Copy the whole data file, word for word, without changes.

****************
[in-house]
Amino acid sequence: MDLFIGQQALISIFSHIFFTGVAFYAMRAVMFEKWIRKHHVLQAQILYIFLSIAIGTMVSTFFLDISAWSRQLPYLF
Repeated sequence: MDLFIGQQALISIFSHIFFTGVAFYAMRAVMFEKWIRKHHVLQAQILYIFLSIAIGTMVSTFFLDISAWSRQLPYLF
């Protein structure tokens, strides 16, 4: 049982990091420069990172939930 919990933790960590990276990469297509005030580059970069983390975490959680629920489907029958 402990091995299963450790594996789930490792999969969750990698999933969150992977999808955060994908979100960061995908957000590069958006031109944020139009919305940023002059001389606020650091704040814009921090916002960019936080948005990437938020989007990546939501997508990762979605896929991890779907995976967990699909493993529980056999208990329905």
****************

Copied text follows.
[in-house]
Amino acid sequence: MDLFIGQQALISIFSHIFFTGVAFYAMRAVMFEKWIRKHHVLQAQILYIFLSIAIGTMVSTFFLDISAWSRQLPYLF
Repeated sequence: MDLFIGQQALISIFSHIFFTGVAFYAMRAVMFEKWIRKHHVLQAQILYIFLSIAIGTMVSTFFLDISAWSRQLPYLF
């Protein structure tokens, strides 16, 4: 049982990091420069990172939930 919990933790960590990276990469297509005030580059970069983390975490959680629920489907029958 402990091995299963450790594996789930490792999969969750990698999933969150992977999808955060994908979100960061995908957000590069958006031109944020139009919305940023002059001389606020650091704040814009921090916002960019936080948005990437938020989007990546939501997508990762979605896929991890779907995976967990699909493993529980056999208990329905």